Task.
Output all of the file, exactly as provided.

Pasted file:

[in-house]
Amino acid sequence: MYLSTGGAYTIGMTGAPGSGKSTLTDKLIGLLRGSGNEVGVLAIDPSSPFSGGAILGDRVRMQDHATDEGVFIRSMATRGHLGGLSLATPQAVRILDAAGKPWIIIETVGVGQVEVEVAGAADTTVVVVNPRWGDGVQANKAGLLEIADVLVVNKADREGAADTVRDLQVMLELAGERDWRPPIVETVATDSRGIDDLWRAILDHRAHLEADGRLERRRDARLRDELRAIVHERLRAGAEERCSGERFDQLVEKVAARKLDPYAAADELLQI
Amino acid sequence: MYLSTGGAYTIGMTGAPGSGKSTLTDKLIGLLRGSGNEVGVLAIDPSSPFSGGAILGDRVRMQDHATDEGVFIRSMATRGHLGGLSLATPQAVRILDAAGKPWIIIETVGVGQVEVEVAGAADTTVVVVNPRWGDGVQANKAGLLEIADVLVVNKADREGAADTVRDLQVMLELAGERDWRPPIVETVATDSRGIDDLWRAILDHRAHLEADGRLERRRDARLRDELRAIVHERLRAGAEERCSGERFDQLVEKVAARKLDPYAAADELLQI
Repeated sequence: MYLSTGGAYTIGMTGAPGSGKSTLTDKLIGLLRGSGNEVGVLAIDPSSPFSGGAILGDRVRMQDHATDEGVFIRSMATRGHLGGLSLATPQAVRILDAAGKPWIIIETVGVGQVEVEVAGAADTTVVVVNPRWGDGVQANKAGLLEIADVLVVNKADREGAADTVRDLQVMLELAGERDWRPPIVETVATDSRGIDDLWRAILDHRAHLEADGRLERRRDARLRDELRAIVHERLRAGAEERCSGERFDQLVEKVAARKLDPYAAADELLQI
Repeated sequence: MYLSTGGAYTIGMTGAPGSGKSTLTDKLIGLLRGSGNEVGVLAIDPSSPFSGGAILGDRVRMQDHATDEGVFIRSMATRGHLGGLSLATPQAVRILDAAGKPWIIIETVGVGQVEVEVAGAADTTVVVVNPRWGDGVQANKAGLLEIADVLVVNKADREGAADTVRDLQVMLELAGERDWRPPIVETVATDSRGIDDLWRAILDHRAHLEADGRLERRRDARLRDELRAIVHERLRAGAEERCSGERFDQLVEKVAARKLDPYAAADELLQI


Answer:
[in-house]
Amino acid sequence: MYLSTGGAYTIGMTGAPGSGKSTLTDKLIGLLRGSGNEVGVLAIDPSSPFSGGAILGDRVRMQDHATDEGVFIRSMATRGHLGGLSLATPQAVRILDAAGKPWIIIETVGVGQVEVEVAGAADTTVVVVNPRWGDGVQANKAGLLEIADVLVVNKADREGAADTVRDLQVMLELAGERDWRPPIVETVATDSRGIDDLWRAILDHRAHLEADGRLERRRDARLRDELRAIVHERLRAGAEERCSGERFDQLVEKVAARKLDPYAAADELLQI
Amino acid sequence: MYLSTGGAYTIGMTGAPGSGKSTLTDKLIGLLRGSGNEVGVLAIDPSSPFSGGAILGDRVRMQDHATDEGVFIRSMATRGHLGGLSLATPQAVRILDAAGKPWIIIETVGVGQVEVEVAGAADTTVVVVNPRWGDGVQANKAGLLEIADVLVVNKADREGAADTVRDLQVMLELAGERDWRPPIVETVATDSRGIDDLWRAILDHRAHLEADGRLERRRDARLRDELRAIVHERLRAGAEERCSGERFDQLVEKVAARKLDPYAAADELLQI
Repeated sequence: MYLSTGGAYTIGMTGAPGSGKSTLTDKLIGLLRGSGNEVGVLAIDPSSPFSGGAILGDRVRMQDHATDEGVFIRSMATRGHLGGLSLATPQAVRILDAAGKPWIIIETVGVGQVEVEVAGAADTTVVVVNPRWGDGVQANKAGLLEIADVLVVNKADREGAADTVRDLQVMLELAGERDWRPPIVETVATDSRGIDDLWRAILDHRAHLEADGRLERRRDARLRDELRAIVHERLRAGAEERCSGERFDQLVEKVAARKLDPYAAADELLQI
Repeated sequence: MYLSTGGAYTIGMTGAPGSGKSTLTDKLIGLLRGSGNEVGVLAIDPSSPFSGGAILGDRVRMQDHATDEGVFIRSMATRGHLGGLSLATPQAVRILDAAGKPWIIIETVGVGQVEVEVAGAADTTVVVVNPRWGDGVQANKAGLLEIADVLVVNKADREGAADTVRDLQVMLELAGERDWRPPIVETVATDSRGIDDLWRAILDHRAHLEADGRLERRRDARLRDELRAIVHERLRAGAEERCSGERFDQLVEKVAARKLDPYAAADELLQI